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Mixed response to Swan’s banking plan

Monday, 13 December 2010 | By Michelle Hammond

Federal Treasurer Wayne Swan’s proposed banking reforms have received mixed reviews from business and banking representatives.


Swan yesterday announced a raft of reforms including opening up funding for smaller lenders, cracking down on price signalling and banning mortgage exit fees.


According to Swan, the package will ensure interest rates are lower over time, a claim challenged by the Australian Bankers’ Association, which says banks will need to recover the costs of the new measures by way of higher establishment fees or higher interest rates.


The reform package will see a ban on mortgage exit fees on new mortgages, to come into force from July 2011 as a way of making it easier for mortgage holders to change lenders.


Although exit fees on existing mortgages will remain, Swan says a crackdown on unconscionable conduct in the banking system may see these phased out over time.


Australian Bankers’ Association chief executive Steven Munchenberg welcomes measures to enhance competition but says banning exit fees will hurt smaller lenders.


“Smaller banks have less scope to recover those costs from across their businesses,” he says.


Shadow Treasurer Joe Hockey is also critical of the package, describing it as “political relief” for the government rather than mortgage relief for customers.


“It is about the Government’s political catch-up rather than the systemic overview and reform so necessary to deliver more competition and to deliver a more secure and stable banking system into the future,” Hockey said.


Major features of the reform include:

  • $4 billion into the residential mortgage-backed securities market to allow small lenders improved access to credit.
  • ACCC crackdown on price signalling between the banks, where banks tip each other off about their intentions on rate movements.
  • Allowing all banks, credit unions and building societies to issue covered bonds in a bid to encourage more of Australia’s superannuation pools to flow back into the credit market.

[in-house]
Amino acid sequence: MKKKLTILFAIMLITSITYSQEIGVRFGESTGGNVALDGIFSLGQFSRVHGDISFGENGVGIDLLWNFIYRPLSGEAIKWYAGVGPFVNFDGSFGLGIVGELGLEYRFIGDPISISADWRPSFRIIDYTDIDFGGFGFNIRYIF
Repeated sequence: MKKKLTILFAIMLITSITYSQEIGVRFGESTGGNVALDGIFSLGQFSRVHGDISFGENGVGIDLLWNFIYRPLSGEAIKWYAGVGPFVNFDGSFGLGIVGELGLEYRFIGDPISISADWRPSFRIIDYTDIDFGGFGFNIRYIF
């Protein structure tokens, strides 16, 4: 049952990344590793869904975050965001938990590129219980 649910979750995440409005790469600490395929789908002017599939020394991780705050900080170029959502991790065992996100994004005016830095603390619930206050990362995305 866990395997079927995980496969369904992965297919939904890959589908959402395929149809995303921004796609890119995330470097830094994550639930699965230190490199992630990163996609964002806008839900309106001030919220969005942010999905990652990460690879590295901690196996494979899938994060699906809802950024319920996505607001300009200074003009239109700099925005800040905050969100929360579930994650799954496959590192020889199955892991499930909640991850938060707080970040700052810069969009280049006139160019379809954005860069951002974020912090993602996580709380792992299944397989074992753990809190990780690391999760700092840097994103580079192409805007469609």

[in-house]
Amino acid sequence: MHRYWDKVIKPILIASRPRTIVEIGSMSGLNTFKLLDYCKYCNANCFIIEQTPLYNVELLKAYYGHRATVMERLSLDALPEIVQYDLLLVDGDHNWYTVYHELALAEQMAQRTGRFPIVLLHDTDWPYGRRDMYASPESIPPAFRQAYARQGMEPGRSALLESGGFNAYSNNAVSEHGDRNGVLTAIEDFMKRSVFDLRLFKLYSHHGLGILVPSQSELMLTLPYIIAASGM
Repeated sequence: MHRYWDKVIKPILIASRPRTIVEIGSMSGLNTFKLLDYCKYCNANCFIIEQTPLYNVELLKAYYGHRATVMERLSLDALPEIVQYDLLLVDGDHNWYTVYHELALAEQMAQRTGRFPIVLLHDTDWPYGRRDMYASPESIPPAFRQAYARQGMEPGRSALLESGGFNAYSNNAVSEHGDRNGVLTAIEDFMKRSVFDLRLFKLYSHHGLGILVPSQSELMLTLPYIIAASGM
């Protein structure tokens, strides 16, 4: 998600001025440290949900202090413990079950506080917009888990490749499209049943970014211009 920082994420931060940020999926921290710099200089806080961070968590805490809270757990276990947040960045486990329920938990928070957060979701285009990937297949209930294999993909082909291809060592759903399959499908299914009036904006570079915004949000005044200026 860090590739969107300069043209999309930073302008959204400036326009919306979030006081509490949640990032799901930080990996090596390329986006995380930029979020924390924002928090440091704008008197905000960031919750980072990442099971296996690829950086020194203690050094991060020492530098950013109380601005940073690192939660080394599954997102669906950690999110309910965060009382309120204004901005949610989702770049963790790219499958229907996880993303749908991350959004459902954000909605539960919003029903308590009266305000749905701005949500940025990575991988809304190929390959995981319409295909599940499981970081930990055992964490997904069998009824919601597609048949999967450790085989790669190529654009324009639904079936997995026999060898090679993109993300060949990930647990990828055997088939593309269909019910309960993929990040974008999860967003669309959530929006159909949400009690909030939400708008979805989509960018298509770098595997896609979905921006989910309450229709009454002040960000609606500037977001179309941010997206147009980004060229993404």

• Improving the liquidity and depth of the corporate bond market by allowing government bonds to be traded.Introducing legislation to ensure credit card fees and charges are charged in a “consistent” way.
  • Launching a campaign to encourage consumers to better understand their banking rights.

Swan has also asked former RBA head Bernie Fraser to examine a new set of reforms, including total portability of business banking.


“This package is all about helping the customers, helping households, and helping business so that we can build up competition in our banking system, which will ensure that interest rates are lower over time,” Swan said.


Peter Strong, executive director of the Council of Small Business of Australia, gave his “congratulations” to the government for undertaking “the biggest review into the finance sector that we’ve had in 20 years”.


“It puts the big banks on notice and we can’t condemn that,” Strong says.


“The portability bank account – we’ve very pleased to see a feasibility study and I’m confident things will progress further. We would, however, like to see a progress report.”


Strong expressed some concern over the lack of specific focus on small firms in the review.


“Everything I’ve read is about the consumer. From a small business point of view, the reforms may take the focus away from us a bit more, which isn’t what we want,” he says.


“It would be nice to see an amount of money made available to the small business sector in the same way it has been made available to the mortgage sector.”


Strong says it’s difficult for small businesses to monitor the development of banking reforms and would therefore like to see the establishment of an advisory committee focusing on the plight of small businesses.


“It wouldn’t have to meet often, but it would give Swan direct advice from small businesses on the impact of his [banking] package,” Strong says.